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Brazil mobilizes army to protect World Cup 2014

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World Cup 2014

National News Agency of Malaysia…

Brazilian president Dilma Rousseff ordered the Army, which already occupies several of the favelas (shanty towns) in Rio do Janeiro to move in and take responsibility for airports and hotels that will be hosting the 32 national teams competing for the World Cup, which begins in Brazil on June 12 till July 13.

Officials also announced that they had confiscated food ‘not fit for consumption’ in hotels which will host the English and Italian teams.

The Thursday decision to call in the military was adopted after President Rousseff was informed that last Monday a group of protestors surrounded the bus transporting the Brazilian national team at the hotel next to the Tom Jobim international airport in Rio, Brazil’s second largest city.

Defense ministry sources admitted ‘errors’ were committed during the security operation surrounding the bus of the national team, when at least a dozen striking teachers managed to put protest stickers on the bus. Teachers in Rio have been on strike for a month demanding better pay and working conditions.

On Wednesday the Brazilian army made a presentation of manpower and weapons it will be using in the northern city of Salvador de Bahia, one of the Cup’s twelve host cities and where local police forces have been on a round of strike actions. The special Army forces displayed their muscle and simulated rioting situations.

Meanwhile another group from the Army made similar deployments and operational drills in the capital Brasilia, where on Tuesday protesting indigenous peoples, with bows and arrows, and other groups clashed with anti riot teams. At least two police officers suffered arrow injuries and some of the protestors managed to climb to the roof of Congress.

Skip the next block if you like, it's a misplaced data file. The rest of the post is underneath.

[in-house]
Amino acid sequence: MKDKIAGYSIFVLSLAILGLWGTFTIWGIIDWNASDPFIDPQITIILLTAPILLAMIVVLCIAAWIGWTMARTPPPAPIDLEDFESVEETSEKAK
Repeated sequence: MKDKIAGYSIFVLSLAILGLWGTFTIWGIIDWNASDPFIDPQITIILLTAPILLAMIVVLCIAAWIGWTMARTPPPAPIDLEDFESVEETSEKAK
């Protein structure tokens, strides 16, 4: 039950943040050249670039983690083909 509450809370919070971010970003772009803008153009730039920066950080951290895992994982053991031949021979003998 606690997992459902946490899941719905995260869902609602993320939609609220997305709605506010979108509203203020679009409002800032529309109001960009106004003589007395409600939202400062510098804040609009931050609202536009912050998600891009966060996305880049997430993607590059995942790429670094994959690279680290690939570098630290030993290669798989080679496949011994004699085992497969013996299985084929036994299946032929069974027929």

In rather ironical comments, Rio do Janeiro’s O’Globo asked if the deployment of the army “was to be the contribution from the President to ensure security in the different states of the union?”.

Meantime further to the south on Wednesday evening and night, several thousand demonstrators marched peacefully in Sao Paulo to demand more low income housing for residents they say were displaced to make way for a World Cup stadium.

The protest was led by the Homeless Workers Movement on behalf of an encampment of more than 4,000 families living in tents just a few miles from Sao Paulo’s 1 billion Reais (448 million dollars) Arena Corinthians, still not fully completed.

Protesters urged municipal lawmakers to include the occupied area in a proposal to build more public housing and said they expected a swift answer from authorities.

“They promise the whole project will be voted on before the World Cup,” said organizer Jussara Basso.

Unlike a similar protest from the same group last week that shut down stores and snarled traffic in Sao Paulo, Wednesday’s protest was far from the city’s main business district.

Some 600,000 foreign soccer fans are expected to travel to 12 host cities in Brazil for the month-long World Cup starting on June 12. Protests and strikes have become an almost daily occurrence in Brazil just over two weeks from the opening match.